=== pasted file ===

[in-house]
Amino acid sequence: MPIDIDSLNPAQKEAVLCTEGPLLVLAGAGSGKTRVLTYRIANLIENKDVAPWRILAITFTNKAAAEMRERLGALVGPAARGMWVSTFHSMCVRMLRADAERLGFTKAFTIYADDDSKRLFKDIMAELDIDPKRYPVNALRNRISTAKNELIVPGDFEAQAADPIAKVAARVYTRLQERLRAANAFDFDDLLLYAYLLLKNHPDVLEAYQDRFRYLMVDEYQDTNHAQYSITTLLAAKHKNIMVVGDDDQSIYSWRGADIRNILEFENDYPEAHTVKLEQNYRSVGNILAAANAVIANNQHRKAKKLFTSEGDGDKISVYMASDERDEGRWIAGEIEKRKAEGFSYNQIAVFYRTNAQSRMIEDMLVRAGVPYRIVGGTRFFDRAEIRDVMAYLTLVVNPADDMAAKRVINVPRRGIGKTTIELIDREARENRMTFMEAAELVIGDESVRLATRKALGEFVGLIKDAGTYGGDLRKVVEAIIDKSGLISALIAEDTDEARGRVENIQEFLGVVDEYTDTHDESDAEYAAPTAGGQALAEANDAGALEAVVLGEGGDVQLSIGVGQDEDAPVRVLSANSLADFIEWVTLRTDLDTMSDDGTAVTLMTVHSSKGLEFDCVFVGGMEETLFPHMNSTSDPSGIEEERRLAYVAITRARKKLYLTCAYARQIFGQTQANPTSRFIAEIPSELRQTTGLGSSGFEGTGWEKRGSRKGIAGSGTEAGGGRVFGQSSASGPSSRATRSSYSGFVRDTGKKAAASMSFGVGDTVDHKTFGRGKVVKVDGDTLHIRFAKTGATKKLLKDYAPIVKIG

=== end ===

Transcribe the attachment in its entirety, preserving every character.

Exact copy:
[in-house]
Amino acid sequence: MPIDIDSLNPAQKEAVLCTEGPLLVLAGAGSGKTRVLTYRIANLIENKDVAPWRILAITFTNKAAAEMRERLGALVGPAARGMWVSTFHSMCVRMLRADAERLGFTKAFTIYADDDSKRLFKDIMAELDIDPKRYPVNALRNRISTAKNELIVPGDFEAQAADPIAKVAARVYTRLQERLRAANAFDFDDLLLYAYLLLKNHPDVLEAYQDRFRYLMVDEYQDTNHAQYSITTLLAAKHKNIMVVGDDDQSIYSWRGADIRNILEFENDYPEAHTVKLEQNYRSVGNILAAANAVIANNQHRKAKKLFTSEGDGDKISVYMASDERDEGRWIAGEIEKRKAEGFSYNQIAVFYRTNAQSRMIEDMLVRAGVPYRIVGGTRFFDRAEIRDVMAYLTLVVNPADDMAAKRVINVPRRGIGKTTIELIDREARENRMTFMEAAELVIGDESVRLATRKALGEFVGLIKDAGTYGGDLRKVVEAIIDKSGLISALIAEDTDEARGRVENIQEFLGVVDEYTDTHDESDAEYAAPTAGGQALAEANDAGALEAVVLGEGGDVQLSIGVGQDEDAPVRVLSANSLADFIEWVTLRTDLDTMSDDGTAVTLMTVHSSKGLEFDCVFVGGMEETLFPHMNSTSDPSGIEEERRLAYVAITRARKKLYLTCAYARQIFGQTQANPTSRFIAEIPSELRQTTGLGSSGFEGTGWEKRGSRKGIAGSGTEAGGGRVFGQSSASGPSSRATRSSYSGFVRDTGKKAAASMSFGVGDTVDHKTFGRGKVVKVDGDTLHIRFAKTGATKKLLKDYAPIVKIG